I’ve received a number of inquiries as to the cattle outlook for 2009. While it is difficult to actually project the current price structure for 2009, producers can have a knowledgeable idea of the factors driving the market throughout the year. This starts with a healthy understanding of fundamental structure and then monitoring data and economic conditions on a regular basis. Below is an executive summary of the cattle outlook.
The Canadian and U. S. cattle herds are in a contraction phase. Negative returns in the feedlot sector along with lower calf prices have resulted in liquidation of older cows and limited heifer retention. Deteriorating commodity prices resulted in lower feed costs but margins were in the red for most of 2008.
The U. S. was expected to move into an expansion phase from 2007 through 2009 but recent data suggest the high grain prices and sluggish calf prices have set a negative tone in the cow calf sector. The industry is bracing for a smaller calf crop in 2009. U. S. Feeder cattle prices have dropped from historical highs to five year lows and we have seen similar market action in Canada.
U. S. and Canadian 2009 beef production is expected to be very similar in comparison to 2008. Therefore, the price structure will mostly focus on the demand equation. The cattle market will have a difficult time divorcing itself from the financial markets and other outside influences on the North American economy. Lower consumer incomes played havoc on the cattle market in 2008 and will continue in 2009. The cattle market has always faired very poorly in past recessions; therefore, it is difficult to expect a significant recovery for 2009.
Per capita beef consumption in Canada reached a high in 2003 and has been on a steady downtrend since. For 2008, per capita consumption is expected to be 31.5 kg per person and this may drop to 31.0 kg per person in 2009.(based on carcass weight) In the U. S., the average person is expected to consume 62.4 pounds in 2009, down slightly from 63 pounds in 2008. (Based on retail weight)
Lower domestic Canadian consumption will result in slightly larger beef exports. Live cattle exports will actually expected to be down from 2008 largely due to the shrinking Canadian inventory.
The 2009 U. S. beef export program will be down nearly 140 million pounds in 2009. The stronger U. S. dollar appears to be slowing demand for the first quarter of 2009. The weaker Canadian dollar will be supportive for Canadian export prices. At the same time, Canadian imports of U. S. beef are expected to be down marginally in 2009 due to the stronger greenback.
The USDA recently lowered their production estimates for pork and we are experiencing a similar hog situation in Canada. The hog complex is in the beginning of a contraction phase and this will continue in 2009. Less competition from other meat products will be a supportive factor for lower value beef cuts.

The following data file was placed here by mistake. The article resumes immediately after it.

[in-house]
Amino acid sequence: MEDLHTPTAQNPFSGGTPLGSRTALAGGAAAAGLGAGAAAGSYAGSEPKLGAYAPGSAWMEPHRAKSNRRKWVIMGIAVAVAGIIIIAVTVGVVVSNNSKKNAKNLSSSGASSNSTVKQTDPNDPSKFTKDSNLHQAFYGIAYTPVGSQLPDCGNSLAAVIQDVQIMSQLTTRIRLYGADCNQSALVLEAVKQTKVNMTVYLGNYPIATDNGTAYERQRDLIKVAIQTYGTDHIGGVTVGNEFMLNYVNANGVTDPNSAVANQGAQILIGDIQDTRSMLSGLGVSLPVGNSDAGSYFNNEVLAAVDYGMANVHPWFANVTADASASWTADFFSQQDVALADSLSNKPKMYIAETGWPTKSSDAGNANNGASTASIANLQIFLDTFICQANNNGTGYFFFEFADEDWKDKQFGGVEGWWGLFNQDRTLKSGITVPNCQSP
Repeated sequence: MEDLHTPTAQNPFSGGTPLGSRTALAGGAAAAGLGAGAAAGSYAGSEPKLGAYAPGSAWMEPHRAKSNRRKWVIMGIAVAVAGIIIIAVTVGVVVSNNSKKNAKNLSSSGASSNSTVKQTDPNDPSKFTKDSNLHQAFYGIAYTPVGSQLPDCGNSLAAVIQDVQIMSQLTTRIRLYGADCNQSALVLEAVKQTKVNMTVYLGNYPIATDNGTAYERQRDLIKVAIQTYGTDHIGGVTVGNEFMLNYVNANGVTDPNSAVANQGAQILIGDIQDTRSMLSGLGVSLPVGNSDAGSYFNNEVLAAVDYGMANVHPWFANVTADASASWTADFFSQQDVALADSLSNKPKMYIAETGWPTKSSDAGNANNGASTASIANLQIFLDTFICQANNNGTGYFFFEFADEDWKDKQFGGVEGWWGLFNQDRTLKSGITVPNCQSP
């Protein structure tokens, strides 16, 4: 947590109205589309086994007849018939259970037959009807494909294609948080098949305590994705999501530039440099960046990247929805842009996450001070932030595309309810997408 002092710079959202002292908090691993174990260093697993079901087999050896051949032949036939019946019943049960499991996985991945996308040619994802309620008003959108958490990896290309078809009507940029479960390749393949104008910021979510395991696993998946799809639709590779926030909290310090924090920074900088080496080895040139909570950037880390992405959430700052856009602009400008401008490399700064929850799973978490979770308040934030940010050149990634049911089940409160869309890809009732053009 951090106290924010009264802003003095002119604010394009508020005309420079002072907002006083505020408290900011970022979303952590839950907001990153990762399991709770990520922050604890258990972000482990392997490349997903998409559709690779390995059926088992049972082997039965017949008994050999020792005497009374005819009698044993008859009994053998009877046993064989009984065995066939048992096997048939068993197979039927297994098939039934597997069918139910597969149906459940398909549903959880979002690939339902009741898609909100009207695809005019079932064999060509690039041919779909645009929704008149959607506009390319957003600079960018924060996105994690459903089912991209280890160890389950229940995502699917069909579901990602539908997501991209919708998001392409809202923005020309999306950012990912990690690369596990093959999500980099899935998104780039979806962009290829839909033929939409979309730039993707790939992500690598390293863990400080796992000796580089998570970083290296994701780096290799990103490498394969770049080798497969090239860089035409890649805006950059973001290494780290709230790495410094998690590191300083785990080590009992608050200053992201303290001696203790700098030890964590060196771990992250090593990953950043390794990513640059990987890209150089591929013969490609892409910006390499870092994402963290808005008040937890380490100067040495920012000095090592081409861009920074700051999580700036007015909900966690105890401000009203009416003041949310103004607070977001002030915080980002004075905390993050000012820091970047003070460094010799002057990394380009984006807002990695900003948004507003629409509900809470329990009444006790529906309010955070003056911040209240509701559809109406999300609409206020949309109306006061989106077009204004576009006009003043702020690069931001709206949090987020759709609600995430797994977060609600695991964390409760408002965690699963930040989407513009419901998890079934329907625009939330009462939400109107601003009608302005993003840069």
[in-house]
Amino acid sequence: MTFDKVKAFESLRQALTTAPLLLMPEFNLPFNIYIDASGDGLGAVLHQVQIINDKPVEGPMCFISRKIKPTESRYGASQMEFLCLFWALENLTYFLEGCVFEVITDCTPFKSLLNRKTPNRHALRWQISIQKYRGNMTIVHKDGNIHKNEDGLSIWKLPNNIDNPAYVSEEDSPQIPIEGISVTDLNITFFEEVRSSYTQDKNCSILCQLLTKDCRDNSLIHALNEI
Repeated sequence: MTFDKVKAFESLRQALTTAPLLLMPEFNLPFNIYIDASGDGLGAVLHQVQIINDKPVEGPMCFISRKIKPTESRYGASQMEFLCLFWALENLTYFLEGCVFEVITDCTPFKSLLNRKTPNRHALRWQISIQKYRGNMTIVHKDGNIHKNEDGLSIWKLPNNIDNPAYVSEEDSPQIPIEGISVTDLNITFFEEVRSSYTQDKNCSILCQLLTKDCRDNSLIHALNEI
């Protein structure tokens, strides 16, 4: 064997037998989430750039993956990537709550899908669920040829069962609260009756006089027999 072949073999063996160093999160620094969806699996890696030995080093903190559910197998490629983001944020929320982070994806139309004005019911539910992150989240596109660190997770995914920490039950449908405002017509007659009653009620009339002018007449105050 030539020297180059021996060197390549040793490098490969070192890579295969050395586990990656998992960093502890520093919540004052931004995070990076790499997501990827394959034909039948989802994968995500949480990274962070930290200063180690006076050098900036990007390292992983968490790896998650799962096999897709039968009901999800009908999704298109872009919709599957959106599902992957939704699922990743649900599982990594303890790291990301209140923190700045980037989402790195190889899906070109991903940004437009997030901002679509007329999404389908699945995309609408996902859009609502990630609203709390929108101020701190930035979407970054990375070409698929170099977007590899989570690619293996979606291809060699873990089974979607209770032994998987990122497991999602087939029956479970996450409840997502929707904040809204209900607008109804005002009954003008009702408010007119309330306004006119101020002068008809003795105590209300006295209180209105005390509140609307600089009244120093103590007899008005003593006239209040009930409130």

Looking at the outside market influences, crude oil has been on a strong downward trend since July. When a market has a direct trend of this magnitude, there is bound to be a short covering rally at some point. However, it is difficult to say how low crude will go first. This rally could take crude oil up to $70 per barrel area quite easily and a bounce of this magnitude would spill over into the cattle. This will be an opportunity for some cattle hedges when this crude oil short covering rally does occur. The U. S. stock market indexes are showing signs of stability but nothing to say a bull market is right around the corner. RRSP season in January and February will be a very good indication for the stock market potential in 2009. If the market doesn’t bounce during this timeframe, don’t expect too much price appreciation in the latter part of the year. Lower interest rates and government stimulus packages will have a limited effect in the short term but will be constructive longer term for the cattle situation.
I’m expecting a very regular seasonal pattern to the live cattle market in 2009. Prices may struggle in January but we should see a price rally in February and March. This will be an opportunity to hedge second quarter live cattle sales. This rally in the cattle could be further amplified by spill over influence of a short covering rally in the crude oil. For 2009, the market will always be vulnerable to weakness in the demand which will result in continued volatility and limit the upside price potential.
Gerald Klassen analyses cattle and hog markets in Winnipeg and also maintains an interest in the family feedlot in Southern Alberta. He can be reached at [email protected]or 204 287 8268.
The material contained herein is for information purposes only and is not to be construed as an offer for the sale or purchase of securities, options and/or Futures or Futures Options contracts. While the information in this publication cannot be guaranteed, it was obtained from sources believed to be reliable. The risk of loss in futures trading can be substantial. The article is an opinion only and may not be accurate about market direction in the future